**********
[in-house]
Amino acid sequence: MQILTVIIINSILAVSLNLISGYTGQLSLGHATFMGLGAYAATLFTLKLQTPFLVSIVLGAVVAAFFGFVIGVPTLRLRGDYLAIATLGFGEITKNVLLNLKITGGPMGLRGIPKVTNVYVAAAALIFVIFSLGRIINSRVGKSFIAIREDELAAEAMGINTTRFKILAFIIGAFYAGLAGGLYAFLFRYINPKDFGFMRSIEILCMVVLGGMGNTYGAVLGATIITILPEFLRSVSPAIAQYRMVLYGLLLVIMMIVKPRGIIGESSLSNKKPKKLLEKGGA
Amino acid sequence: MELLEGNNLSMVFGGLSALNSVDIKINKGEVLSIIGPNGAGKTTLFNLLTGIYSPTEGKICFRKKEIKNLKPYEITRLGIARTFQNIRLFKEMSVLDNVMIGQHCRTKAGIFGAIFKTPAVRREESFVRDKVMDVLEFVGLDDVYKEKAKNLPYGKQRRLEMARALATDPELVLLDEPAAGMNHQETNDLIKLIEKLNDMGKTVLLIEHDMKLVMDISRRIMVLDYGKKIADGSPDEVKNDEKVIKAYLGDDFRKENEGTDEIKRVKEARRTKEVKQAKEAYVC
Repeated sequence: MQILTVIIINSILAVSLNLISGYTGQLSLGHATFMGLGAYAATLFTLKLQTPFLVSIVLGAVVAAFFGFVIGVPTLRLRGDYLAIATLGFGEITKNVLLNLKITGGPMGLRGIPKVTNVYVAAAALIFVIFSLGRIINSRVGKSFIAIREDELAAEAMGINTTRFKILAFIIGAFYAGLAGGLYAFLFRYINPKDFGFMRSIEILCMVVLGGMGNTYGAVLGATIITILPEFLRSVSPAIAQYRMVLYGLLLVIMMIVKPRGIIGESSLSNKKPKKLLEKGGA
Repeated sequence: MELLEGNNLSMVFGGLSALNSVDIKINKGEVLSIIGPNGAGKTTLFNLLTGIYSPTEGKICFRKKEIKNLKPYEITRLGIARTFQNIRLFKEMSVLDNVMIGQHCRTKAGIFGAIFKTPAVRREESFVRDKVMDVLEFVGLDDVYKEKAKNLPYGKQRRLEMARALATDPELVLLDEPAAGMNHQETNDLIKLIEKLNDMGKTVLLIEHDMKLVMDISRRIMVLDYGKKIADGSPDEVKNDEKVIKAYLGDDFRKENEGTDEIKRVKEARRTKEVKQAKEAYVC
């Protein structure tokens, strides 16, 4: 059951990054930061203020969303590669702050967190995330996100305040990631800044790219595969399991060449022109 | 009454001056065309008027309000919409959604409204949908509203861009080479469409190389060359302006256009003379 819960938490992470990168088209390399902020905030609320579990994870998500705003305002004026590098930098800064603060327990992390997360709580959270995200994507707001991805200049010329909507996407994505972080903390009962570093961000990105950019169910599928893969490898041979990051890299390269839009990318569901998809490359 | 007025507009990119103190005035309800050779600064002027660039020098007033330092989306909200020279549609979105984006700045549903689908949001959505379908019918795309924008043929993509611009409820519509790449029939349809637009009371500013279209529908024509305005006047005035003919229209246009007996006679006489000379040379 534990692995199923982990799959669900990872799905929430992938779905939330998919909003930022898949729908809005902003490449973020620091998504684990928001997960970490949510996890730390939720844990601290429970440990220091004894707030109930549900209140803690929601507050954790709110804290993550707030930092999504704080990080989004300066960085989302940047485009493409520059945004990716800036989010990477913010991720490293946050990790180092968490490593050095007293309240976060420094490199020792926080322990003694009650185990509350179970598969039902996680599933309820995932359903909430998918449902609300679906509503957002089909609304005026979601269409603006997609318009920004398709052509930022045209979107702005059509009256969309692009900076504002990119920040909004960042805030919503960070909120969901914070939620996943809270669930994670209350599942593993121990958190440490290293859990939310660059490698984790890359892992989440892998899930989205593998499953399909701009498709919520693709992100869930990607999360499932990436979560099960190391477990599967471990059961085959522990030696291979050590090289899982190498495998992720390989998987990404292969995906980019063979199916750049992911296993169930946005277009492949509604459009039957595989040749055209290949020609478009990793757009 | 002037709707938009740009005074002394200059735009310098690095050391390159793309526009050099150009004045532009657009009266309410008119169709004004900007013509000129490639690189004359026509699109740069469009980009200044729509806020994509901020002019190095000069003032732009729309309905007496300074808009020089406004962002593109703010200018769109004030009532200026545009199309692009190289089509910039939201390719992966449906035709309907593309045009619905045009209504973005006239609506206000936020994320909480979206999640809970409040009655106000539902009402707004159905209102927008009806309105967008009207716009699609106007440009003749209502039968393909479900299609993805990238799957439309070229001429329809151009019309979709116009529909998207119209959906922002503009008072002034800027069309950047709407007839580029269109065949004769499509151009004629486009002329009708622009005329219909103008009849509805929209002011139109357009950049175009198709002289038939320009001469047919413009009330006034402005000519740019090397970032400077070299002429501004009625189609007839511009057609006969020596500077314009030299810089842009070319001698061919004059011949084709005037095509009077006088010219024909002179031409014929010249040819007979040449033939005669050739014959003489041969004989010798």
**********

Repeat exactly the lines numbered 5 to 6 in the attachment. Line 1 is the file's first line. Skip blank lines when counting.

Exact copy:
Repeated sequence: MELLEGNNLSMVFGGLSALNSVDIKINKGEVLSIIGPNGAGKTTLFNLLTGIYSPTEGKICFRKKEIKNLKPYEITRLGIARTFQNIRLFKEMSVLDNVMIGQHCRTKAGIFGAIFKTPAVRREESFVRDKVMDVLEFVGLDDVYKEKAKNLPYGKQRRLEMARALATDPELVLLDEPAAGMNHQETNDLIKLIEKLNDMGKTVLLIEHDMKLVMDISRRIMVLDYGKKIADGSPDEVKNDEKVIKAYLGDDFRKENEGTDEIKRVKEARRTKEVKQAKEAYVC
């Protein structure tokens, strides 16, 4: 059951990054930061203020969303590669702050967190995330996100305040990631800044790219595969399991060449022109 | 009454001056065309008027309000919409959604409204949908509203861009080479469409190389060359302006256009003379 819960938490992470990168088209390399902020905030609320579990994870998500705003305002004026590098930098800064603060327990992390997360709580959270995200994507707001991805200049010329909507996407994505972080903390009962570093961000990105950019169910599928893969490898041979990051890299390269839009990318569901998809490359 | 007025507009990119103190005035309800050779600064002027660039020098007033330092989306909200020279549609979105984006700045549903689908949001959505379908019918795309924008043929993509611009409820519509790449029939349809637009009371500013279209529908024509305005006047005035003919229209246009007996006679006489000379040379 534990692995199923982990799959669900990872799905929430992938779905939330998919909003930022898949729908809005902003490449973020620091998504684990928001997960970490949510996890730390939720844990601290429970440990220091004894707030109930549900209140803690929601507050954790709110804290993550707030930092999504704080990080989004300066960085989302940047485009493409520059945004990716800036989010990477913010991720490293946050990790180092968490490593050095007293309240976060420094490199020792926080322990003694009650185990509350179970598969039902996680599933309820995932359903909430998918449902609300679906509503957002089909609304005026979601269409603006997609318009920004398709052509930022045209979107702005059509009256969309692009900076504002990119920040909004960042805030919503960070909120969901914070939620996943809270669930994670209350599942593993121990958190440490290293859990939310660059490698984790890359892992989440892998899930989205593998499953399909701009498709919520693709992100869930990607999360499932990436979560099960190391477990599967471990059961085959522990030696291979050590090289899982190498495998992720390989998987990404292969995906980019063979199916750049992911296993169930946005277009492949509604459009039957595989040749055209290949020609478009990793757009 | 002037709707938009740009005074002394200059735009310098690095050391390159793309526009050099150009004045532009657009009266309410008119169709004004900007013509000129490639690189004359026509699109740069469009980009200044729509806020994509901020002019190095000069003032732009729309309905007496300074808009020089406004962002593109703010200018769109004030009532200026545009199309692009190289089509910039939201390719992966449906035709309907593309045009619905045009209504973005006239609506206000936020994320909480979206999640809970409040009655106000539902009402707004159905209102927008009806309105967008009207716009699609106007440009003749209502039968393909479900299609993805990238799957439309070229001429329809151009019309979709116009529909998207119209959906922002503009008072002034800027069309950047709407007839580029269109065949004769499509151009004629486009002329009708622009005329219909103008009849509805929209002011139109357009950049175009198709002289038939320009001469047919413009009330006034402005000519740019090397970032400077070299002429501004009625189609007839511009057609006969020596500077314009030299810089842009070319001698061919004059011949084709005037095509009077006088010219024909002179031409014929010249040819007979040449033939005669050739014959003489041969004989010798």